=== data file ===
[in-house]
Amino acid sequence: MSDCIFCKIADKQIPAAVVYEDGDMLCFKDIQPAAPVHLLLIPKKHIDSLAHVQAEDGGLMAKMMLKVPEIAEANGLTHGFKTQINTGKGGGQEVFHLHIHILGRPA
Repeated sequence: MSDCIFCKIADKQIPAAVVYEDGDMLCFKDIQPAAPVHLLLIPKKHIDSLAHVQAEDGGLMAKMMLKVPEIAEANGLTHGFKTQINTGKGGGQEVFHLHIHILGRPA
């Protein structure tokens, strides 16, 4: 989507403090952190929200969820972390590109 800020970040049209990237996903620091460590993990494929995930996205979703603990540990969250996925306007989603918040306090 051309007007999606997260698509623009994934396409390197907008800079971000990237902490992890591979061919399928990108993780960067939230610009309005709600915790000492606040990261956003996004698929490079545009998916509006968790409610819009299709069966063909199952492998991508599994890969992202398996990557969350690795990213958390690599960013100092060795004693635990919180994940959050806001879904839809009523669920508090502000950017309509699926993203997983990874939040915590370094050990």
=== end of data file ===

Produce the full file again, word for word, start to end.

[in-house]
Amino acid sequence: MSDCIFCKIADKQIPAAVVYEDGDMLCFKDIQPAAPVHLLLIPKKHIDSLAHVQAEDGGLMAKMMLKVPEIAEANGLTHGFKTQINTGKGGGQEVFHLHIHILGRPA
Repeated sequence: MSDCIFCKIADKQIPAAVVYEDGDMLCFKDIQPAAPVHLLLIPKKHIDSLAHVQAEDGGLMAKMMLKVPEIAEANGLTHGFKTQINTGKGGGQEVFHLHIHILGRPA
């Protein structure tokens, strides 16, 4: 989507403090952190929200969820972390590109 800020970040049209990237996903620091460590993990494929995930996205979703603990540990969250996925306007989603918040306090 051309007007999606997260698509623009994934396409390197907008800079971000990237902490992890591979061919399928990108993780960067939230610009309005709600915790000492606040990261956003996004698929490079545009998916509006968790409610819009299709069966063909199952492998991508599994890969992202398996990557969350690795990213958390690599960013100092060795004693635990919180994940959050806001879904839809009523669920508090502000950017309509699926993203997983990874939040915590370094050990």